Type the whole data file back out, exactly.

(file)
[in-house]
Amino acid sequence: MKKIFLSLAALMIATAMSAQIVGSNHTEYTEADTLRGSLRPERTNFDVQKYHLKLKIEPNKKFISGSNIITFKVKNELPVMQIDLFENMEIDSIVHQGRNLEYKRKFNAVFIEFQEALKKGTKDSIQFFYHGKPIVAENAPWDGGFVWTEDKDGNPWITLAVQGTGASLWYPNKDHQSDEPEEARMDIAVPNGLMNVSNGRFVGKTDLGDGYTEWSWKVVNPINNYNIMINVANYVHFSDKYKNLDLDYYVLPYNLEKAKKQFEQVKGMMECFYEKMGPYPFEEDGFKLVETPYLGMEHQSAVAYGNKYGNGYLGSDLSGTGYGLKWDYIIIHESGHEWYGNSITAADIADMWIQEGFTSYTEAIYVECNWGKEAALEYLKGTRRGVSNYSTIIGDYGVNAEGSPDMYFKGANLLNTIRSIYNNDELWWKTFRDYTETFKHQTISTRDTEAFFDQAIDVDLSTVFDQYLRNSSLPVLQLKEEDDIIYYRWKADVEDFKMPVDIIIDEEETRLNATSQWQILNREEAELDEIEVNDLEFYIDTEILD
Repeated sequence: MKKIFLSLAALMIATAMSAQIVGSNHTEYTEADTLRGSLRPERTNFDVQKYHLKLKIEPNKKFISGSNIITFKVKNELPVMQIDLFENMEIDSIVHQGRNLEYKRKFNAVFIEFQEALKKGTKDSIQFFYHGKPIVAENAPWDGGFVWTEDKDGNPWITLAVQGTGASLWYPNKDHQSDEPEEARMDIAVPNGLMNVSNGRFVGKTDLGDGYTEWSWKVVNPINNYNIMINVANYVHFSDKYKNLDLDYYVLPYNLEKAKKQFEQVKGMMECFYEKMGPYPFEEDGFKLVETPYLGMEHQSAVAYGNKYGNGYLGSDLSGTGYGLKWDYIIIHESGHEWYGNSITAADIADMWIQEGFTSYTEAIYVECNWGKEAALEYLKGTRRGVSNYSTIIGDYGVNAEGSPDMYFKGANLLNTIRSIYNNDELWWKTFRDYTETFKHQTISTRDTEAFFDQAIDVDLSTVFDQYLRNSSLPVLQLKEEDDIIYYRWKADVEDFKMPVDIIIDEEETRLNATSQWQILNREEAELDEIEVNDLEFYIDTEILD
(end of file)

[in-house]
Amino acid sequence: MKKIFLSLAALMIATAMSAQIVGSNHTEYTEADTLRGSLRPERTNFDVQKYHLKLKIEPNKKFISGSNIITFKVKNELPVMQIDLFENMEIDSIVHQGRNLEYKRKFNAVFIEFQEALKKGTKDSIQFFYHGKPIVAENAPWDGGFVWTEDKDGNPWITLAVQGTGASLWYPNKDHQSDEPEEARMDIAVPNGLMNVSNGRFVGKTDLGDGYTEWSWKVVNPINNYNIMINVANYVHFSDKYKNLDLDYYVLPYNLEKAKKQFEQVKGMMECFYEKMGPYPFEEDGFKLVETPYLGMEHQSAVAYGNKYGNGYLGSDLSGTGYGLKWDYIIIHESGHEWYGNSITAADIADMWIQEGFTSYTEAIYVECNWGKEAALEYLKGTRRGVSNYSTIIGDYGVNAEGSPDMYFKGANLLNTIRSIYNNDELWWKTFRDYTETFKHQTISTRDTEAFFDQAIDVDLSTVFDQYLRNSSLPVLQLKEEDDIIYYRWKADVEDFKMPVDIIIDEEETRLNATSQWQILNREEAELDEIEVNDLEFYIDTEILD
Repeated sequence: MKKIFLSLAALMIATAMSAQIVGSNHTEYTEADTLRGSLRPERTNFDVQKYHLKLKIEPNKKFISGSNIITFKVKNELPVMQIDLFENMEIDSIVHQGRNLEYKRKFNAVFIEFQEALKKGTKDSIQFFYHGKPIVAENAPWDGGFVWTEDKDGNPWITLAVQGTGASLWYPNKDHQSDEPEEARMDIAVPNGLMNVSNGRFVGKTDLGDGYTEWSWKVVNPINNYNIMINVANYVHFSDKYKNLDLDYYVLPYNLEKAKKQFEQVKGMMECFYEKMGPYPFEEDGFKLVETPYLGMEHQSAVAYGNKYGNGYLGSDLSGTGYGLKWDYIIIHESGHEWYGNSITAADIADMWIQEGFTSYTEAIYVECNWGKEAALEYLKGTRRGVSNYSTIIGDYGVNAEGSPDMYFKGANLLNTIRSIYNNDELWWKTFRDYTETFKHQTISTRDTEAFFDQAIDVDLSTVFDQYLRNSSLPVLQLKEEDDIIYYRWKADVEDFKMPVDIIIDEEETRLNATSQWQILNREEAELDEIEVNDLEFYIDTEILD